It’s the most powerful tablet in the world, designed specifically to accommodate the needs of today’s most demanding PC gamers; so, by design, hardcore PC gamers are going to be able to play the latest titles on the Edge.

Who is the intended audience for the Edge, and why should they buy this product over a gaming laptop or desktop?

Nobody has ever successfully put the power of a full-fledged gaming PC into a 2-pound tablet form factor. We’ve unchained people from their desktop or luggable, so the possibilities of mobile PC gaming now are pretty endless. It’s really the only device of its kind in the world, and one that we feel has a broad audience.

What sort of storage will the device have? Can users add their own SD/microSD cards?

The Edge comes with a 64 GB SSD, while the Edge Pro has an option of a 128 GB SSD or 256 GB SSD. The tablet itself has one USB 3.0 port, so gamers can easily plug in an external hard drive to maximize storage space on the device.

Many tablets have good battery life, but that often doesn’t translate into gaming on said tablet. Since the Razer will play AAA games like Dishonored, what is the expected battery life for this product? Will people be expected to spend most of their time tethered to a power cable?

We’re getting about the same battery life running games on the Razer Edge as a typical gaming laptop, about 1-2 hours of hardcore gameplay. We offer an extended battery for the Gamepad Controller (and upcoming Keyboard Dock), and with that, we’ve seen up 3 hours of PC gameplay.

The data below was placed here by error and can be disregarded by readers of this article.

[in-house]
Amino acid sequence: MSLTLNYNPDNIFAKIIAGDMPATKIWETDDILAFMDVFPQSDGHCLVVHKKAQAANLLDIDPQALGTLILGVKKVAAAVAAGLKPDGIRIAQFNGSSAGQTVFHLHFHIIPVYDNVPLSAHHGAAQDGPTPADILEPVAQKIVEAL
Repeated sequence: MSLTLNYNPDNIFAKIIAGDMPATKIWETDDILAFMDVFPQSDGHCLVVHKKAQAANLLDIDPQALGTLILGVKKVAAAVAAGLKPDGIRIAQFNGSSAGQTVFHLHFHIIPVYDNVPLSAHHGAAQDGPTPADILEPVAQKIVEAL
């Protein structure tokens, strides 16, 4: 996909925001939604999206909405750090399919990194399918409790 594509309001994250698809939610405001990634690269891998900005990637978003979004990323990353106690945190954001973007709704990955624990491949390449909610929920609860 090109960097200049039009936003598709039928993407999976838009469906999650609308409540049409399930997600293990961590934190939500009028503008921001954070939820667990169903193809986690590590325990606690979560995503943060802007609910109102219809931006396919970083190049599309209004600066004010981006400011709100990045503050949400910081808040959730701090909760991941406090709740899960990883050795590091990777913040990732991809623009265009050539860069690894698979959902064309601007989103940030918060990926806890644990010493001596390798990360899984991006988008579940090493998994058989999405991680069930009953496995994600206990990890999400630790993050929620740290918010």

There have been complaints of the news iPads getting too hot and the Edges seems to be quite powerful; far more so than the iPad. How are you handling cooling for the Edge?

We’ve invested and built up one of the largest in-house design teams in the industry, who are tasked on a daily basis to break barriers when it comes to true innovation. We’ve got crazy thermals engineering techniques and some of the best systems minds in the world working solely on Razer products. They specialize in making the impossible possible. That’s a resource we value highly, which powers approach to the business and underscores our credo: By Gamers. For Gamers.

When can we expect to see the Edge on physical and digital shelves?

Right now! You can check out our Where to Buy page, which features a full list of our participating online and in-store retail outlets at http://www.razerzone.com/gaming-systems/razer-edge/wheretobuy.

The owner and editor-in-chief of Darkstation.com. I've been apart of the website since 2002 and purchased the website in 2010. Owning and running Darkstation is a dream come true. I love video games and I love writing and talking about them even more.